# Gameboy Development Forum

Discussion about software development for the old-school Gameboys, ranging from the "Gray brick" to Gameboy Color
(Launched in 2008)

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## #1 2011-01-19 23:26:16

Nyarlathotep
New member
Registered: 2011-01-13
Posts: 3

### Register Bits

Hiii

I'm trying to write some sound examples in C with GBDK.
Pandocs/GBSOUND.txt/etc. all give great detailed information about the sound registers but the notation confuses me. I've tried looking it up for myself but I don't know what it's called.

eg:

#### Code:

```[b]for NR52_REG (sound on/off)[/b]

Bit 7 - All sound on/off  (0: stop all sound circuits) (Read/Write)
Bit 3 - Sound 4 ON flag (Read Only)
Bit 2 - Sound 3 ON flag (Read Only)
Bit 1 - Sound 2 ON flag (Read Only)
Bit 0 - Sound 1 ON flag (Read Only)```

Now following from examples i've found, I know what I can set the power on using NR52_REG = 0x80U and off with NR52_REG = 0x00U, however this doesn't let me understand the notation of "Bit 7", "Bit 3" and "Bit 6-4" for other registers, etc.

If someone could point me in the right direction or give brief examples of writing to bits in C, i'd be v. happy :]

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## #2 2011-01-20 06:54:18

nitro2k01
Registered: 2008-02-22
Posts: 241

### Re: Register Bits

It sounds like you need to learn a bit about binary and hexadecimal numbers. The concept is explained in a lot of places. But here's a cheat sheet for the bits and hexadecimal numbers. If bit 6 is 1 and the other bits are 0, that's a hexadecimal value of 0x40, for example. If you need to combine several bits, you can do so with the bitwise "or" operator, which in C is the "pipe" character, | . For example, say you want to combine bits 3 and 4. Then you could write (0x08U | 0x10U). (The U is there for a good reason BTW, which I won't go into here. Make sure it's there.) You could also calculate the value manually and insert it, in this case 0x18U.

Furthermore, the bitwise operators can be used on data that is not constant. Say you want to retrigger the sound in channel 1 without changing the frequency. Then you could do something like:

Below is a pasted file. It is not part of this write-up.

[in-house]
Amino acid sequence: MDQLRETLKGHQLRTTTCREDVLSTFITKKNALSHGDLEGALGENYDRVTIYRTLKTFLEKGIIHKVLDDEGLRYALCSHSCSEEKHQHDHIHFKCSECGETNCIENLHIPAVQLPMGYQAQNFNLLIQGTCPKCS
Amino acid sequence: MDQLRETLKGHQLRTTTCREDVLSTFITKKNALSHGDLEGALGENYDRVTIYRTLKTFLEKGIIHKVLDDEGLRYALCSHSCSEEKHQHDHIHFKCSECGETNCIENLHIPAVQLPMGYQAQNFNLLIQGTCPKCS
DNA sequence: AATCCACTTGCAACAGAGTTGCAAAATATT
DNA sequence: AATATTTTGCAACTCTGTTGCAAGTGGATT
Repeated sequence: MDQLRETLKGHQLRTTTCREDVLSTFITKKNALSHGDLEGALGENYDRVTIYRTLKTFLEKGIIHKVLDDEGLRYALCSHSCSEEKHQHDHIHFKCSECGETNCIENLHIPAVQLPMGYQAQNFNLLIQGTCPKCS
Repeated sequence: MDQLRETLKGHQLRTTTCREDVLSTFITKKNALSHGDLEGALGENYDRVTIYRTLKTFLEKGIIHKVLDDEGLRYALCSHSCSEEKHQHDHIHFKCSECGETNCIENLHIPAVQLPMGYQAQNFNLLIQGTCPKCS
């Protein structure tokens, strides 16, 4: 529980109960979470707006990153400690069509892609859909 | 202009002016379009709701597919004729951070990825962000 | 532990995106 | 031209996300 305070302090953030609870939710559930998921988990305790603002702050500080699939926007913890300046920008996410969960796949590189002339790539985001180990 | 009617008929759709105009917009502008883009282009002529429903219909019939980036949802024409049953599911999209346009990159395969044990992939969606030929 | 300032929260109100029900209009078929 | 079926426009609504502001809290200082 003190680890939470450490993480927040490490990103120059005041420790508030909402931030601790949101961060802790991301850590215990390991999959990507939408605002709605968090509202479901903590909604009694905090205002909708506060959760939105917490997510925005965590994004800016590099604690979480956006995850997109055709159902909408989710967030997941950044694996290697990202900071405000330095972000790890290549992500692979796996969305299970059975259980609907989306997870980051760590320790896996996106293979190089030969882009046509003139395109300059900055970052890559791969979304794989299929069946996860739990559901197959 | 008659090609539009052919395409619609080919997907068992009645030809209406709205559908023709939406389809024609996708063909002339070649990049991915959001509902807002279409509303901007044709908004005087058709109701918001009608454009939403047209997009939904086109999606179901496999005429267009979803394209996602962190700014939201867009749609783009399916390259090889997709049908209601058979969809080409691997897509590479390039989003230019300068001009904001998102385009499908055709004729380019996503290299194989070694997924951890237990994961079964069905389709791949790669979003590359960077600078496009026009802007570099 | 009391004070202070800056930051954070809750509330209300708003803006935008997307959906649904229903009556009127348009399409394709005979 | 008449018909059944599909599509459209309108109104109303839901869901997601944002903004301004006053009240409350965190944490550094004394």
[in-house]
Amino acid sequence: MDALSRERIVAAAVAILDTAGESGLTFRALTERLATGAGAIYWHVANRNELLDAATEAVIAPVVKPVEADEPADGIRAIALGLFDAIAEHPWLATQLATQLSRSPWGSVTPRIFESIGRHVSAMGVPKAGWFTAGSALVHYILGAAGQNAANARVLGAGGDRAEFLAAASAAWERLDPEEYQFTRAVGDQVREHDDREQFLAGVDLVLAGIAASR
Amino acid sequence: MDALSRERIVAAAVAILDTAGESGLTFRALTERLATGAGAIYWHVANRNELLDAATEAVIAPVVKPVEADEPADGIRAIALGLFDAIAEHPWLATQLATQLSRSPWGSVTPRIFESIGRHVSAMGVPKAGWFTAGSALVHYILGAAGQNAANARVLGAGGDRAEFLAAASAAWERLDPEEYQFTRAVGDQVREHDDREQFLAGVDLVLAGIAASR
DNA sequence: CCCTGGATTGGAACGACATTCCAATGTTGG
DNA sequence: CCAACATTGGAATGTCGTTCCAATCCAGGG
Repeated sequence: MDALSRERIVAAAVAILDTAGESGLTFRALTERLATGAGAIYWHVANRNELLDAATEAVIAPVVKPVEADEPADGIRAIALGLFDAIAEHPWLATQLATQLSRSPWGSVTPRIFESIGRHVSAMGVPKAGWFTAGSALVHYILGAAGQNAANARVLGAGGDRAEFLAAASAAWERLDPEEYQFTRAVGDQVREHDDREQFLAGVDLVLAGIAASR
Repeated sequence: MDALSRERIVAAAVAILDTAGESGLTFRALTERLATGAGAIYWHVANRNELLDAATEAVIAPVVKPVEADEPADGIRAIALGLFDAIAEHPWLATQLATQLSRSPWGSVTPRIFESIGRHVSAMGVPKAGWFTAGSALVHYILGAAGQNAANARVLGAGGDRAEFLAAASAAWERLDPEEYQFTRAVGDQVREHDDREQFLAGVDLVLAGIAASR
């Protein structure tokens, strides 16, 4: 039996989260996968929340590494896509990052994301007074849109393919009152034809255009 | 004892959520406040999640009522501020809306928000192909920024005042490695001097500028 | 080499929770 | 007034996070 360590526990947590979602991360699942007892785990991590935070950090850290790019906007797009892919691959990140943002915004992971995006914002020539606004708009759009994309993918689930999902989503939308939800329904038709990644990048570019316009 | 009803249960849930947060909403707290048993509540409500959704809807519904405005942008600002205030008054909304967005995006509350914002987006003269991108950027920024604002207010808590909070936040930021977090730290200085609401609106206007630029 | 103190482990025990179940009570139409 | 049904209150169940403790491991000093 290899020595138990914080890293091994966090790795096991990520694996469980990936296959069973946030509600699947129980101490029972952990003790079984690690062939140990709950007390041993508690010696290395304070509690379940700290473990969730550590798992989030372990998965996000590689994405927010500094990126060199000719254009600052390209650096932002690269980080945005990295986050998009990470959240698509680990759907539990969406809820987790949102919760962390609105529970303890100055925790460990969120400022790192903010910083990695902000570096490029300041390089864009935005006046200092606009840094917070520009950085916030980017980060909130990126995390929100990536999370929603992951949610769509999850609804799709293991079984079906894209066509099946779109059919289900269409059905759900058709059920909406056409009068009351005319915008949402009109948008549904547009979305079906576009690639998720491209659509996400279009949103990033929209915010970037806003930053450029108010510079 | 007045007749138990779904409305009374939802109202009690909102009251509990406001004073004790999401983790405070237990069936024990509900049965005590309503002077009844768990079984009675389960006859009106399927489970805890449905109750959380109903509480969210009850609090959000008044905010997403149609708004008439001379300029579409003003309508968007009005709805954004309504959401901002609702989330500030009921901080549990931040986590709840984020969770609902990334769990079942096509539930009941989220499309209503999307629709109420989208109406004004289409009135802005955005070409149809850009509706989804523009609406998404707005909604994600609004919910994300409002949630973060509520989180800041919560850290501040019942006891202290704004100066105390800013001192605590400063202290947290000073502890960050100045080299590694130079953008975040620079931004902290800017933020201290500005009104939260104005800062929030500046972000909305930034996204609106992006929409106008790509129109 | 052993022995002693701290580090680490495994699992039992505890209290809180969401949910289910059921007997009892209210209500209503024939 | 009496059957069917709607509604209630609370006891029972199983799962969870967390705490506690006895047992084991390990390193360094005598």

NR14_REG = NR14_REG | 0x80U;

#### Code:

```Bit    7  6  5  4 | 3  2  1  0

Hex
0x01   0  0  0  0 | 0  0  0  1
0x02   0  0  0  0 | 0  0  1  0
0x04   0  0  0  0 | 0  1  0  0
0x08   0  0  0  0 | 1  0  0  0
0x10   0  0  0  1 | 0  0  0  0
0x20   0  0  1  0 | 0  0  0  0
0x40   0  1  0  0 | 0  0  0  0
0x80   1  0  0  0 | 0  0  0  0```

Blog: Gameboy Genius
"A journey of a thousand miles begins with one small step"
Old Chinese Proverb

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## #3 2011-01-20 08:32:43

Nyarlathotep
New member
Registered: 2011-01-13
Posts: 3

### Re: Register Bits

Ahkay I get the concept now. I (believe) I understand hexdecimal numbers but never made the connection between bits and looking at it from a binary point of view. It's remarkably similar to the cg_nomip console command in quake3 in that it uses a bitmask to determine which weapons aren't picmipped.

The bitmasking cheat sheet above also explains the 'Bit 7-6' notation in documents, it just means bits 6 and 7 are used to determine, for example, the wave duty cycle.

#### Code:

``` 00: 12.5% ( _-------_-------_------- )
01: 25%   ( __------__------__------ )
10: 50%   ( ____----____----____---- ) (normal)
11: 75%   ( ______--______--______-- )```

Previously from random examples I saw 0x80U = 50% (= 128), I thought .'. 25% = 0x40U and 12.5% = 0x20U.. now I know that's not quite so

Prior to doing sound code examples I looked into bitmasking, which'll have greater use now that you've mentioned this.

Finally, I think I understand the importance of the U on the end of a hex number - unsigned constants/vars will be faster to process.

I think i've got it now!

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